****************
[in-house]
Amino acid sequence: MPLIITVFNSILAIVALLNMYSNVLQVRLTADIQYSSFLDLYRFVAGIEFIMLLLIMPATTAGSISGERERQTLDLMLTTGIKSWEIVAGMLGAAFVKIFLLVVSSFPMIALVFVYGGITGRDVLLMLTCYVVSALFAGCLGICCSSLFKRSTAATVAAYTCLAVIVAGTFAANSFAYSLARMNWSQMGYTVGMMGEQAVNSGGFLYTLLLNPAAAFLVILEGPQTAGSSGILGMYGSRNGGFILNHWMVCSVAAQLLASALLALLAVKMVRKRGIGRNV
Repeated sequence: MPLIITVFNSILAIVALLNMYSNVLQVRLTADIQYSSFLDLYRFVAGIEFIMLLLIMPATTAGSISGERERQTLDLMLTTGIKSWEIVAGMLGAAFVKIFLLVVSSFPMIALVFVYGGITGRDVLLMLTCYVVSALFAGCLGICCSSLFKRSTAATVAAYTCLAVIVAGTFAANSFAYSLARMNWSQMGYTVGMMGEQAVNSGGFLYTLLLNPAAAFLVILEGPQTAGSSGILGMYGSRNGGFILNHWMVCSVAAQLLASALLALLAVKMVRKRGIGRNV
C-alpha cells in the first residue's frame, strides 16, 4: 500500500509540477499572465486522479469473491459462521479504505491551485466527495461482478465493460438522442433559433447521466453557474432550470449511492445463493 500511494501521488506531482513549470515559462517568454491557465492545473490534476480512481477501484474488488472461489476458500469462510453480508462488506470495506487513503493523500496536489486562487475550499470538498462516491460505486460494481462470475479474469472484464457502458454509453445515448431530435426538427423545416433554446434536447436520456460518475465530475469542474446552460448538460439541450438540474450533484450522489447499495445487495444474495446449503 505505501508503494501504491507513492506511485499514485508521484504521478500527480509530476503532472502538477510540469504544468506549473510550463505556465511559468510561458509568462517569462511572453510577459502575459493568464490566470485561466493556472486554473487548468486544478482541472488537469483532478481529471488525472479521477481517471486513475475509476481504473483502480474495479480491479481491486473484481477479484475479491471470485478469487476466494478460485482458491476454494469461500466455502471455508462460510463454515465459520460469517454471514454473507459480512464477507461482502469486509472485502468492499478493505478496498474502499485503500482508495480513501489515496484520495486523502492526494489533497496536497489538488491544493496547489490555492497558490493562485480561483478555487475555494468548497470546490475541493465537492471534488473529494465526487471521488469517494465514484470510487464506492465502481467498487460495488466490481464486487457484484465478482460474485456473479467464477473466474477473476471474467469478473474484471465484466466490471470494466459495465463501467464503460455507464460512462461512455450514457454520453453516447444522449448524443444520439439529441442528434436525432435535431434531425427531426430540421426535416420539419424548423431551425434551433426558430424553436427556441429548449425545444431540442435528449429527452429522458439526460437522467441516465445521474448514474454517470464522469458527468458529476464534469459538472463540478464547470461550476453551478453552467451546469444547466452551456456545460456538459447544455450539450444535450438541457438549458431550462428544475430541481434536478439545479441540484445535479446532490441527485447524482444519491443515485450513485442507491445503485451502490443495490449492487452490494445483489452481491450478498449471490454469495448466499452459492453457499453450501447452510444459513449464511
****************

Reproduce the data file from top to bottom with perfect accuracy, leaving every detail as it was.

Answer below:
[in-house]
Amino acid sequence: MPLIITVFNSILAIVALLNMYSNVLQVRLTADIQYSSFLDLYRFVAGIEFIMLLLIMPATTAGSISGERERQTLDLMLTTGIKSWEIVAGMLGAAFVKIFLLVVSSFPMIALVFVYGGITGRDVLLMLTCYVVSALFAGCLGICCSSLFKRSTAATVAAYTCLAVIVAGTFAANSFAYSLARMNWSQMGYTVGMMGEQAVNSGGFLYTLLLNPAAAFLVILEGPQTAGSSGILGMYGSRNGGFILNHWMVCSVAAQLLASALLALLAVKMVRKRGIGRNV
Repeated sequence: MPLIITVFNSILAIVALLNMYSNVLQVRLTADIQYSSFLDLYRFVAGIEFIMLLLIMPATTAGSISGERERQTLDLMLTTGIKSWEIVAGMLGAAFVKIFLLVVSSFPMIALVFVYGGITGRDVLLMLTCYVVSALFAGCLGICCSSLFKRSTAATVAAYTCLAVIVAGTFAANSFAYSLARMNWSQMGYTVGMMGEQAVNSGGFLYTLLLNPAAAFLVILEGPQTAGSSGILGMYGSRNGGFILNHWMVCSVAAQLLASALLALLAVKMVRKRGIGRNV
C-alpha cells in the first residue's frame, strides 16, 4: 500500500509540477499572465486522479469473491459462521479504505491551485466527495461482478465493460438522442433559433447521466453557474432550470449511492445463493 500511494501521488506531482513549470515559462517568454491557465492545473490534476480512481477501484474488488472461489476458500469462510453480508462488506470495506487513503493523500496536489486562487475550499470538498462516491460505486460494481462470475479474469472484464457502458454509453445515448431530435426538427423545416433554446434536447436520456460518475465530475469542474446552460448538460439541450438540474450533484450522489447499495445487495444474495446449503 505505501508503494501504491507513492506511485499514485508521484504521478500527480509530476503532472502538477510540469504544468506549473510550463505556465511559468510561458509568462517569462511572453510577459502575459493568464490566470485561466493556472486554473487548468486544478482541472488537469483532478481529471488525472479521477481517471486513475475509476481504473483502480474495479480491479481491486473484481477479484475479491471470485478469487476466494478460485482458491476454494469461500466455502471455508462460510463454515465459520460469517454471514454473507459480512464477507461482502469486509472485502468492499478493505478496498474502499485503500482508495480513501489515496484520495486523502492526494489533497496536497489538488491544493496547489490555492497558490493562485480561483478555487475555494468548497470546490475541493465537492471534488473529494465526487471521488469517494465514484470510487464506492465502481467498487460495488466490481464486487457484484465478482460474485456473479467464477473466474477473476471474467469478473474484471465484466466490471470494466459495465463501467464503460455507464460512462461512455450514457454520453453516447444522449448524443444520439439529441442528434436525432435535431434531425427531426430540421426535416420539419424548423431551425434551433426558430424553436427556441429548449425545444431540442435528449429527452429522458439526460437522467441516465445521474448514474454517470464522469458527468458529476464534469459538472463540478464547470461550476453551478453552467451546469444547466452551456456545460456538459447544455450539450444535450438541457438549458431550462428544475430541481434536478439545479441540484445535479446532490441527485447524482444519491443515485450513485442507491445503485451502490443495490449492487452490494445483489452481491450478498449471490454469495448466499452459492453457499453450501447452510444459513449464511